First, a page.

Texans are tough. Texans are hard. Texans stand their ground. We all know the stereotypes.
But what does a Texan running scared look like?
He looks like the Governor, Greg Abbott, did at his news conference on Friday night.
And he was scared: scared of the people of his state. Scared of the people of Uvalde in particular, who have turned on him and the police over the official account given on Wednesday of what happened at the Robb Elementary School when it came under attack by a teenage gunman.
There are two images to look at that tell the tale.
First is the scene when the Governor gave his news conference on Wednesday - the one with the tale of the hero-cop confronting the gunman outside the school.
There is the Governor, centre stage, in a dark shirt that looked a bit like a uniform - it had a badge on the left side of his chest - the word "Governor" on the right side, like his rank badge.
Around him was a group of men - all men - many in uniform or something that looked like a uniform. A number in cowboy hats. It was yet another scene from the mythology of the Texas Rangers.
Compare that with the picture of the Governor's press conference on Friday night.
There he sat, at the same table, but dressed in civilian clothes, a sports jacket and an open-necked shirt - humble.
Beside him one man, also in civilian clothes. And four women, one seated to his right, the others standing behind him. This is the semiotics of furious back-pedalling.
It never smelled right from the start. The account given - largely by the Governor - of the gunman being confronted by a school police officer, then two other officers who received wounds, then a group of officers bursting into the room where the gunman was and shooting him to end the horror, just didn’t cohere.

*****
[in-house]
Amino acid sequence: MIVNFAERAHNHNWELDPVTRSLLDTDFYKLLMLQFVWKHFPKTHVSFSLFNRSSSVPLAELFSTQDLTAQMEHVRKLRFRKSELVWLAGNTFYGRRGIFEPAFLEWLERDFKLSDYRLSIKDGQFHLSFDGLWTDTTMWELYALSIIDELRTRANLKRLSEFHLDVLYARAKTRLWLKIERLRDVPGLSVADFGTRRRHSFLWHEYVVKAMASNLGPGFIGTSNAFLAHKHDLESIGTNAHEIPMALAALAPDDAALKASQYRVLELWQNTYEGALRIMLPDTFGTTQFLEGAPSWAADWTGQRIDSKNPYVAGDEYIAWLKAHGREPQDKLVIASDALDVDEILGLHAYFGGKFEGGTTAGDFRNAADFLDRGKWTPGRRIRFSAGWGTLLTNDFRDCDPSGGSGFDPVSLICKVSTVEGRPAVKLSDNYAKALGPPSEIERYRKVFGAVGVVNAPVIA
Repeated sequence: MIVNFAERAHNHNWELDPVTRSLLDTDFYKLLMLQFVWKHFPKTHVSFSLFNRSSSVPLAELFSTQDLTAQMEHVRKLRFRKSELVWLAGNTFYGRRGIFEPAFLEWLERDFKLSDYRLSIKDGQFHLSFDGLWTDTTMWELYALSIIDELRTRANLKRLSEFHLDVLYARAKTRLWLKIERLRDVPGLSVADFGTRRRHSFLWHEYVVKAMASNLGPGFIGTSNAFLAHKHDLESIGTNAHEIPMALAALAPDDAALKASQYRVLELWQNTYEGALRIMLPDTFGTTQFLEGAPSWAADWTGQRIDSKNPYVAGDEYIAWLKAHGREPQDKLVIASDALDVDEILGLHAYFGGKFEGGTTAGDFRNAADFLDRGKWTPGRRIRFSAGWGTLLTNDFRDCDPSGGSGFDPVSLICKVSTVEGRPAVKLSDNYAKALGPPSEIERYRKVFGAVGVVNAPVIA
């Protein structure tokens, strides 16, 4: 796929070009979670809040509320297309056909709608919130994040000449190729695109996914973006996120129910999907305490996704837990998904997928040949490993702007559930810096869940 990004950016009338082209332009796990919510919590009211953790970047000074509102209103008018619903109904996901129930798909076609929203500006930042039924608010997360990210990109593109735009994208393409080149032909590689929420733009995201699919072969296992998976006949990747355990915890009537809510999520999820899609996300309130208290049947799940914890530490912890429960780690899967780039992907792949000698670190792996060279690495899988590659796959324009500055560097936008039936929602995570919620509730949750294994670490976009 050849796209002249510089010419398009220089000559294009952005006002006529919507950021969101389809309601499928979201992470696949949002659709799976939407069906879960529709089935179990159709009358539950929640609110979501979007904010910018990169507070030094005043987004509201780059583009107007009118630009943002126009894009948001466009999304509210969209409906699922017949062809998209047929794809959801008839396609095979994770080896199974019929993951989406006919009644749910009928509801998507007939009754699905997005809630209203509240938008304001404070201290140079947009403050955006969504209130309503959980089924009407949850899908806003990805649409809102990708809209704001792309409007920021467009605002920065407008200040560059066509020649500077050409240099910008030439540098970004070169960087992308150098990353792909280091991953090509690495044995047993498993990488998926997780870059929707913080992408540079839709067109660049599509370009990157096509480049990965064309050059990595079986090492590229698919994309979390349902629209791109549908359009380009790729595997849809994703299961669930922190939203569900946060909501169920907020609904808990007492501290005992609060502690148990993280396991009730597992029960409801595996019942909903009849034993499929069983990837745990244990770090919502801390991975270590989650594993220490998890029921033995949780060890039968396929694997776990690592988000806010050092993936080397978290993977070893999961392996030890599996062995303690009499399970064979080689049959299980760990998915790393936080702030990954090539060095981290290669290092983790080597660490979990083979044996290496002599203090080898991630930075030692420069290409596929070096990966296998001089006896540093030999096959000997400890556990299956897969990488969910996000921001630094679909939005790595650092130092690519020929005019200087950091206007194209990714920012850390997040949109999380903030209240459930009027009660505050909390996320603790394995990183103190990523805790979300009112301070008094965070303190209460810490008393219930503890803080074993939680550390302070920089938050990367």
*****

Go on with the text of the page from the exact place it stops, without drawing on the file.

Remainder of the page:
There was no timeline, and the account given raised more questions than it answered.
Yes, it was very early in the investigation of a deeply traumatic event.No, the police did not have - could not have gathered - a comprehensive, definitive account of everything that occurred.
Yes, lots of people were hurting - police officers, parents, children - a small community devastated by extreme violence.
But 24 hours after the attack, some basic facts should have been clear. One such fact - either there was a school police officer who confronted the gunman, or there was not.
The governor told us there was.
In fact, there was not. He gave the impression it all happened rather quickly. In fact, the incident played out over an hour and twenty minutes.
Maybe the nose let him down. Or maybe he went against his gut instincts
I’ve been a reporter for a long time. Over the decades I have noticed that the really good politicians have a kind of superpower, an ability to sense political danger, and swerve out of its way.
It’s the nose - they can smell when something isn’t right, when someone is feeding them a line, or attempting to. It's not about facts, or logic, or knowing stuff- it's about reading people and situations in an instant and making a judgement call - call it gut instinct.